Translation Requirements under Chinese law

The PRC requires a translation into Chinese of all documents to be formally served (that is, served using compulsion) pursuant to Article 5, subparagraph 1 or Article 10(b) and (c).

Note that while Mandarin Chinese is the official spoken dialect of the PRC, the appropriate written language for legal pleadings to be served in Mainland China is Simplified Chinese .

Article 7 of the Hague Service Convention provides that the Hague model forms should be completed in English or in French or may be completed in the language of the destination country.

The PRC does not require translation into Chinese for service effected pursuant to Article 5, subparagraph 2 (voluntary service) or Article 10(a) (mail service); however, note that US notions of due process will always require that the defendant understand the documents with which he or she is being served.  US due process is a constitutional right under US law and as such, trumps the requirements of the Convention and foreign law.

Service of US Subpoenas in China

US subpoenas are not routinely served upon foreign witnesses pursuant to the Hague Service Convention.

Residents or citizens of the United States located abroad however must be responsive to US subpoenas served upon them. For further information on the issues involved, contact us by phone  or by email at the International Litigation Support Department of Legal Language Services for a FREE consultation.

On the other hand, any national who is not a resident or citizen of the United States is not required to respond to a US subpoena delivered to him or her in the PRC.  In essence, such a subpoena loses its coercive effect once it leaves US borders.  Because it is no longer a coercive instrument, and because the witness is not subject to the jurisdiction of the issuing court, the question of “how to properly serve” a subpoena is irrelevant.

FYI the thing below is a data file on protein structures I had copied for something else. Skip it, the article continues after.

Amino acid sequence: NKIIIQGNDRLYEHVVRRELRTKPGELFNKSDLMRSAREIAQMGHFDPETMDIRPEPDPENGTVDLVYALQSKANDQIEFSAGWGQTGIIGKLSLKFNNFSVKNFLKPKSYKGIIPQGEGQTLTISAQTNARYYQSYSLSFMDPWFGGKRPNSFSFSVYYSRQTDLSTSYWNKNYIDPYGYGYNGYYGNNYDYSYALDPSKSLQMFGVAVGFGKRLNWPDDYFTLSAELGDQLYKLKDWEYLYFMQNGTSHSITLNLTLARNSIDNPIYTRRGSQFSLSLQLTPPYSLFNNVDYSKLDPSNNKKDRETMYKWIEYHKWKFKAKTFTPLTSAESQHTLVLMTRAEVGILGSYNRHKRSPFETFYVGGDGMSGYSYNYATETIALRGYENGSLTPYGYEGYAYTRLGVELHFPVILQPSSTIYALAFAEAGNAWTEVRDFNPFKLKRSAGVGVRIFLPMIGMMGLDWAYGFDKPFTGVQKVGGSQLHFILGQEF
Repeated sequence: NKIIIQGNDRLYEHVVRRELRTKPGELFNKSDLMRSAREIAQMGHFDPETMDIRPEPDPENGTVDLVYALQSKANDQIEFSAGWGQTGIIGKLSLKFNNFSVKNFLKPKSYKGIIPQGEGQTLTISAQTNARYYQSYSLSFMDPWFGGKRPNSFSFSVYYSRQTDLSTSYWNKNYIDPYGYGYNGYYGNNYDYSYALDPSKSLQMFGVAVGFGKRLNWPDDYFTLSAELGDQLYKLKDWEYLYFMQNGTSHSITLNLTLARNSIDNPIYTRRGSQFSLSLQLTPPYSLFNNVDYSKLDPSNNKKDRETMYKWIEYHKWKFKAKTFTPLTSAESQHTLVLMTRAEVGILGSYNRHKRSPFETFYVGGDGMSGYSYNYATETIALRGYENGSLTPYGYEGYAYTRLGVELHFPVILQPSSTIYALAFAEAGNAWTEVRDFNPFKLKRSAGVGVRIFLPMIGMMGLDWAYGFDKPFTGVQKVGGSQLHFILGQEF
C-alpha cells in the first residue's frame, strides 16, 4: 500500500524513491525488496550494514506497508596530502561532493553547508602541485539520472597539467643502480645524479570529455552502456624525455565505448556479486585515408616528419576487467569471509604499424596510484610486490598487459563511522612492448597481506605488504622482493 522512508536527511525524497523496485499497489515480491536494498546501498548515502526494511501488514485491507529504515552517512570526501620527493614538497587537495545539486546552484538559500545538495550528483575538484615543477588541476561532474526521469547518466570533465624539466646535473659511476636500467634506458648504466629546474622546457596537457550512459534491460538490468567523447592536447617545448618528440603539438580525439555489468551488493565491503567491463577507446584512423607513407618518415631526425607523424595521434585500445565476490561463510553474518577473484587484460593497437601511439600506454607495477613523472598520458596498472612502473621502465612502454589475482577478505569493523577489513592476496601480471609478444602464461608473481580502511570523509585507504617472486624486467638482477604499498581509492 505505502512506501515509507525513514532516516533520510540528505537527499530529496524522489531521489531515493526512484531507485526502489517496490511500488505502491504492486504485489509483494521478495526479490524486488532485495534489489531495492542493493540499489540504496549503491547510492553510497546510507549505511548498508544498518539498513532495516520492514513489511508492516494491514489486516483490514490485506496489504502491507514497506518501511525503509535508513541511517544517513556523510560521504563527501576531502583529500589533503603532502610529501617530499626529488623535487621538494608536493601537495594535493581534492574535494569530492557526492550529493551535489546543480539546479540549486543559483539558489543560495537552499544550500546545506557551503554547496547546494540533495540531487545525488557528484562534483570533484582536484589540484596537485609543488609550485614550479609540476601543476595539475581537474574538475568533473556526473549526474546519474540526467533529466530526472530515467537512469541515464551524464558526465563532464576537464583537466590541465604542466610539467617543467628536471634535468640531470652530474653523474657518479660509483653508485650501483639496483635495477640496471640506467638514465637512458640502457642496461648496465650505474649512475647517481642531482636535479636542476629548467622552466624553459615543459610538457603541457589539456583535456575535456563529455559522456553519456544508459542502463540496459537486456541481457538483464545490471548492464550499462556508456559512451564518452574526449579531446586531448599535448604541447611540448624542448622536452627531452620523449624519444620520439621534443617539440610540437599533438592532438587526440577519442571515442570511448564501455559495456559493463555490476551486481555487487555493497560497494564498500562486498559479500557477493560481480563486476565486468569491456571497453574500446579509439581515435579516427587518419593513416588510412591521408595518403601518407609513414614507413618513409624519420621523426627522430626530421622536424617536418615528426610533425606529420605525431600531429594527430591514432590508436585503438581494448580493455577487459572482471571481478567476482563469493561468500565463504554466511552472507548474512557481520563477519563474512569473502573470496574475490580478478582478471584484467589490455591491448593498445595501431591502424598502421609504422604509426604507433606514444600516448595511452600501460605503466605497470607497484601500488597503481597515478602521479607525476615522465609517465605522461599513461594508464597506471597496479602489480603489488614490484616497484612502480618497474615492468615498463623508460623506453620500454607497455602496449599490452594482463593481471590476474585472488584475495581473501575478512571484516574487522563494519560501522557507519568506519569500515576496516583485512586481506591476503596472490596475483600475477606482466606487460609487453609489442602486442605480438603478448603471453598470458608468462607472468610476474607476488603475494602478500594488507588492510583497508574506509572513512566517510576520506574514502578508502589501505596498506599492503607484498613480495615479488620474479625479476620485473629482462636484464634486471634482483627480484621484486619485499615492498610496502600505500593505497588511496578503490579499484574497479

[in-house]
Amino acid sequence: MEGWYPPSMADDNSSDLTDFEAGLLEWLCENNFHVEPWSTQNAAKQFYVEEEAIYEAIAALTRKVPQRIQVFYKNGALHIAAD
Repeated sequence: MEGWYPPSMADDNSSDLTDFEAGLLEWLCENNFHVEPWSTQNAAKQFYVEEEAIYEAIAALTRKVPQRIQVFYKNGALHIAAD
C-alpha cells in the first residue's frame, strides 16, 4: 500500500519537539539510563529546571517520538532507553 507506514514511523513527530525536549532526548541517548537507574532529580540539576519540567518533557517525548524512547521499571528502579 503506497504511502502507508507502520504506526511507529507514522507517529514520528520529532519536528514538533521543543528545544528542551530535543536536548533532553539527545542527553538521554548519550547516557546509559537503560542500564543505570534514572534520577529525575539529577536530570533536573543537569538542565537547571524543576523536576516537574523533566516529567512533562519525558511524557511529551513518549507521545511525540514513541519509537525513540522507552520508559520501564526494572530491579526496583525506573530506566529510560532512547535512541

China Litigation Lawyers at the Law Office of Peter Zhu can offer you extensive advice on securing such evidence pursuant to the Convention of 18 March 1970 on the Taking of Evidence Abroad in Civil or Commercial Matters, the Hague Evidence Convention and foreign law.  Note that the state of judicial assistance in China is evolving over time.  Please contact our lawyer for advice on the latest developments.

China Litigation Lawyer at the Law Office of Peter Zhu can also assist you in arranging voluntary depositions of willing witnesses on foreign soil.  Although the Chinese government prohibits voluntary depositions in the PRC pursuant to Chapter II the Hague Evidence Convention, our lawyer has successfully moved Chinese deponents out of the PRC for depositions in Hong Kong and Singapore.  Our lawyer can also provide court reporters, videographers, interpreters and videoconferencing for private depositions and formal hearings.